Longer layovers (4+ hours)

Whether you’re at Lindbergh or Humphrey, if you’ve got more than four hours, you’re gonna want to leave the airport. Why? Because it’s easy and there’s lots to do! The fancy light rail, also known as The Hiawatha Line (after the street it’s built along), is your friend.

If you don’t care much about Minneapolis but want to occupy yourself, take the light rail over to the Mall of America. It’s like, right there. The Mall of America has four giant department stores, three floors of shops (mostly chains), a huge movie theater, an aquarium, and a freaking amusement park in the middle. With like, roller coasters and a log flume and stuff. It’s totally out of control. The Mall of America is perfect for some, but strikes horror into the hearts of others.

Light Rail View of MinneapolisIf you’re on the “others” team, then take the light rail the other way and head to Downtown Minneapolis. It’s great that you don’t need a car to get downtown and play.

What to do in Downtown Minneapolis? Well, there’s lots of shopping and eating, especially on Nicollet Mall, and St. Anthony Main has a number of bars and restaurants with a view of the Mississippi River. If you’re there, you should also check out Nye’s Polonaise, which was called “The Best Bar in America” by GQ, and rightly so: Polka music in one room, a piano bar, and an old-timey feel make it cozy and fun — and the food’s not bad either. If you’re looking for a great meal, though, my very favorite restaurant in Minneapolis is a hop, skip, and a jump from the light rail: Cafe Brenda. Cafe Brenda is a mostly-vegetarian restaurant with some poultry and fish options, and the food is to die for. Get the mushroom pate appetizer. Yum.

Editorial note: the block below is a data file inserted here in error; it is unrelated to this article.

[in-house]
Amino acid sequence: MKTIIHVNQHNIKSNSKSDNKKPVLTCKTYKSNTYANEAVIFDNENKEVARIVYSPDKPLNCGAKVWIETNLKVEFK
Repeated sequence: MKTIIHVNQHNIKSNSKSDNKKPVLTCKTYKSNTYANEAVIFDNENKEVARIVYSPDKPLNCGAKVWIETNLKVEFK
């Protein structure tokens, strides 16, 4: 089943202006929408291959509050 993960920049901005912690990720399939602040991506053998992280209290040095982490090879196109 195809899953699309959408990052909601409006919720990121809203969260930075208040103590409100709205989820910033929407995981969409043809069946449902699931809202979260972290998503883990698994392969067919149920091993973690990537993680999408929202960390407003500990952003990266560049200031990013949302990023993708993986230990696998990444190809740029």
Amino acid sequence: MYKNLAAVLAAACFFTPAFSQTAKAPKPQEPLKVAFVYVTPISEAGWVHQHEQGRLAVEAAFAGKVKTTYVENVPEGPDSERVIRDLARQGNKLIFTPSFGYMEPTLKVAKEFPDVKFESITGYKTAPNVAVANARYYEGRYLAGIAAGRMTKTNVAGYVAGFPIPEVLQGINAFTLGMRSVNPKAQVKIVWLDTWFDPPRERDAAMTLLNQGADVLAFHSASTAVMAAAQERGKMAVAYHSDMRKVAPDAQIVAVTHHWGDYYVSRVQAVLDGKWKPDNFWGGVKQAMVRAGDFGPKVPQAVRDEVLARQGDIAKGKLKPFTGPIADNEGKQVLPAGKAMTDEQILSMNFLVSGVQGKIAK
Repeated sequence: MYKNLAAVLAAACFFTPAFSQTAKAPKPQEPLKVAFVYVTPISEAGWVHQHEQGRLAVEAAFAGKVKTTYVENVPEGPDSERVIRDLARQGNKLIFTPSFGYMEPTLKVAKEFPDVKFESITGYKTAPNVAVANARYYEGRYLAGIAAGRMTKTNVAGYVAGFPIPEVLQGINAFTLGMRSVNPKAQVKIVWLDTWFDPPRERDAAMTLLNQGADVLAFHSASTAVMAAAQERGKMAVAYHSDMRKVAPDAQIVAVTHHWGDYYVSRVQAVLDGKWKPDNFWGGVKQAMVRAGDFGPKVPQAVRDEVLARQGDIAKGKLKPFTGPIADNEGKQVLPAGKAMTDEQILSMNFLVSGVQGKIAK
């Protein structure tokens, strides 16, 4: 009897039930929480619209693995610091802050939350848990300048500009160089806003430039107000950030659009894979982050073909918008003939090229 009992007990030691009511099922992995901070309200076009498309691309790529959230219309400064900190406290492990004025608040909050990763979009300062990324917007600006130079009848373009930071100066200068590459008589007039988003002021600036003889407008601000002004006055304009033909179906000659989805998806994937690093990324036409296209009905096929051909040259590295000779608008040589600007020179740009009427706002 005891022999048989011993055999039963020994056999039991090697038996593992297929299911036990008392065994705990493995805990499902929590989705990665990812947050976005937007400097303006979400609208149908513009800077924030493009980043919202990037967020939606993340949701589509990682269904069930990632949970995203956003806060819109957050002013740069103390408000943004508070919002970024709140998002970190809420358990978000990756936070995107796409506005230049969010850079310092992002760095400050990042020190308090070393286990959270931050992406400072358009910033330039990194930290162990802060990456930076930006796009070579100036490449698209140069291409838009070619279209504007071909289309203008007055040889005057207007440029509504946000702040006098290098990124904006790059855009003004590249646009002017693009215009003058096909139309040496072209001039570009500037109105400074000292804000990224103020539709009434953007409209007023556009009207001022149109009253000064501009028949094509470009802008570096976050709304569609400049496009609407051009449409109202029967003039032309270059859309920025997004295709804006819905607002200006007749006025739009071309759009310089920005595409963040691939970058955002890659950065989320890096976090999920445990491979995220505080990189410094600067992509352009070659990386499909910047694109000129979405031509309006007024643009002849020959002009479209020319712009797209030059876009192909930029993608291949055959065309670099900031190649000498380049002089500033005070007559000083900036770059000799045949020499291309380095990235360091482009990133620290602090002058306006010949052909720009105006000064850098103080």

If it’s a cold month? No worries: Minneapolis is all indoorily connected with an elaborate, 8 mile skyway system — click here to download a map. If it’s warm enough to walk around outside, I recommend heading down to the outrageously large and blue new Guthrie Theater, which sits right on the Mississippi River. There are bars and restaurants inside, as well as a really cool “endless bridge” from which you can watch the water.

Other tips:

So, hopefully that helps you through the pain that is the layover — Minneapolis is a great town, and thanks to the light rail, it’s really easy to get right downtown in a jiffy. Just make sure to get back to the airport in time to catch your flight!

Layover: Detroit